Home » Uncategorized » Weekly Environmental Round-Up: Frackquake and “White” Water Rafting

Weekly Environmental Round-Up: Frackquake and “White” Water Rafting


From Billb1961 on flickr


There has been a recent boom in the natural gas industry, and a lot of it is attributed to a controversial practice known as hydraulic fracturing (“fracking”).  To get you up to speed, fracking involves injecting water, sand, chemicals, etc. into the ground to fracture rock, generally marcellus shale, in order to free up natural gas and allow it to be extracted more easily and quickly.

Fracking has been linked to several things including groundwater contamination, drinking water contamination, and more recently…Earthquakes.

Prior to 2011, Youngstown Ohio had never experienced any type of seismic activity that amounted to an earthquake.  However, an injection well that pumped fracking wastewater from projects in Pennsylvania came to the area in December 2010.  Youngstown experienced 109 individual earthquakes in the year that followed, including one that recorded a 3.9 magnitude.

The Ohio Department of Natural Resources was quick to deny the idea that the injection site was the cause of the quakes after the largest one in 2011.

However, a recent study released by the Journal of Geophysical Research has shown otherwise.  Columbia University seismologist Wong-Young Kim conducted the study that places a causal link between the injection sites and earthquakes.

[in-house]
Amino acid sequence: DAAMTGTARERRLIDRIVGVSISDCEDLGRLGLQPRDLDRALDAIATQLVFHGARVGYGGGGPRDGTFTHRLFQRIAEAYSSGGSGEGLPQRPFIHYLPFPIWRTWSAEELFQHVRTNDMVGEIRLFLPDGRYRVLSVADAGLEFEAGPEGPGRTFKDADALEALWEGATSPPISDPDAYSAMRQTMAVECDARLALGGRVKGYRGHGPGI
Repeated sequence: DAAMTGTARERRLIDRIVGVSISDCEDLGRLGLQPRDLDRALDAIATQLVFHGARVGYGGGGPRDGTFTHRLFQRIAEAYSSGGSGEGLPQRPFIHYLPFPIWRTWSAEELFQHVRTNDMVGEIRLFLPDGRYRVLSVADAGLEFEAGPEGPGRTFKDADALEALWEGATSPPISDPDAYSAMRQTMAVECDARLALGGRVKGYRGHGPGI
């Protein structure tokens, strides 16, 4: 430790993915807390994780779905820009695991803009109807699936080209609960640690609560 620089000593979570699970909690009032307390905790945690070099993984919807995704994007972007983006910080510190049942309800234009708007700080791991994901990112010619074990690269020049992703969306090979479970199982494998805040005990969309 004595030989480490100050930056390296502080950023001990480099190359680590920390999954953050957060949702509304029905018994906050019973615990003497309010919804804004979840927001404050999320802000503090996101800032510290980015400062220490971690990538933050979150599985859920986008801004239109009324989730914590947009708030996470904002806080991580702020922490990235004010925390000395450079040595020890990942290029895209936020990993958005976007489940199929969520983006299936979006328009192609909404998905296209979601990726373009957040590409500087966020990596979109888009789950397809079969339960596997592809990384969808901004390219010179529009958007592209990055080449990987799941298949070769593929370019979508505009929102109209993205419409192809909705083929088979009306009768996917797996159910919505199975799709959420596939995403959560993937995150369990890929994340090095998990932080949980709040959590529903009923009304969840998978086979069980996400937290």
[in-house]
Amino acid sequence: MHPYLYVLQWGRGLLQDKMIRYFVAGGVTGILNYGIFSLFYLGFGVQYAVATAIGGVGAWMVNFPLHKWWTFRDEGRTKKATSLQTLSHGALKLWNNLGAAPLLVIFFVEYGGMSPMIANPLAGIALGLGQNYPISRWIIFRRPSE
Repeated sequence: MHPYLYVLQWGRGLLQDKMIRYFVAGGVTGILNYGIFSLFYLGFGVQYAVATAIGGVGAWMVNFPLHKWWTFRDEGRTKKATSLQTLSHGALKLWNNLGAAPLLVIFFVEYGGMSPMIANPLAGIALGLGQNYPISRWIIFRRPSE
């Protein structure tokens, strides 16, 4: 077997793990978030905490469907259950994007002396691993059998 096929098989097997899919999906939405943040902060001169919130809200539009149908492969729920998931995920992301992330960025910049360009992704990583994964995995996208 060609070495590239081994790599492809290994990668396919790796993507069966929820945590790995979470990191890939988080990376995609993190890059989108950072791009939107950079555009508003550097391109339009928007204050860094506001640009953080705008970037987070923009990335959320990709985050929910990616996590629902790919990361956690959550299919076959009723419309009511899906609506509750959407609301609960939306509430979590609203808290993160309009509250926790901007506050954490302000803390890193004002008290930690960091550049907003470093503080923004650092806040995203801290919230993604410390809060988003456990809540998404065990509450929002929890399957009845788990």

“We conclude that the recent earthquakes in Youngstown, Ohio were induced by the fluid injection at a deep injection well due to increased pore pressure along the preexisting subsurface faults located close to the wellbore,” Kim wrote in the paper.

(Source: Grist.)

It is important to note that the Northstar injection site at the center of the quake controversy was placed over a fault and the study indicates that the pressure from the wastewater injection ruptured the fault.  However, had the injections not been occuring, a rupture would not have occurred.

(The full text of Kim’s journal article can be found here)

West Virginia “White” Water

Whitewater rafting is one of West Virginia’s biggest tourism attractions for the summer, and can be a great way to experience the beauty of the state.  But there is a different kind of whitewater flowing through the streams of Boone County.  Over 2,000 gallons of a dust suppressant called DT-50-D spilled into the stream, turning it a cloudy-white color.

A Patriot Coal subsidiary was responsible for the leak and “vacuums” will be used to suck out the chemical.  Just another way Patriot is giving back to the community….

(Image of stream can be found here)


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